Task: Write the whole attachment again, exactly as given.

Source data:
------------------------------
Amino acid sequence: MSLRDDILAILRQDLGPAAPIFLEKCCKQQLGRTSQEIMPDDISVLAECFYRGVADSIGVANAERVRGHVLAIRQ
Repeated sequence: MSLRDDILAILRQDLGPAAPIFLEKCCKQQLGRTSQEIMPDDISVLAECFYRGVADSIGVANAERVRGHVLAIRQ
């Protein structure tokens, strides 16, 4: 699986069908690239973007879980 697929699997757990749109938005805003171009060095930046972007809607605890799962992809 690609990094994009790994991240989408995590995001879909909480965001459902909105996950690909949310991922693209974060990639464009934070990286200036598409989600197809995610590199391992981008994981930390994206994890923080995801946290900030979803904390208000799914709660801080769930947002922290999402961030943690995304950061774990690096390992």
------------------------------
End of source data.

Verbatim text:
Amino acid sequence: MSLRDDILAILRQDLGPAAPIFLEKCCKQQLGRTSQEIMPDDISVLAECFYRGVADSIGVANAERVRGHVLAIRQ
Repeated sequence: MSLRDDILAILRQDLGPAAPIFLEKCCKQQLGRTSQEIMPDDISVLAECFYRGVADSIGVANAERVRGHVLAIRQ
């Protein structure tokens, strides 16, 4: 699986069908690239973007879980 697929699997757990749109938005805003171009060095930046972007809607605890799962992809 690609990094994009790994991240989408995590995001879909909480965001459902909105996950690909949310991922693209974060990639464009934070990286200036598409989600197809995610590199391992981008994981930390994206994890923080995801946290900030979803904390208000799914709660801080769930947002922290999402961030943690995304950061774990690096390992």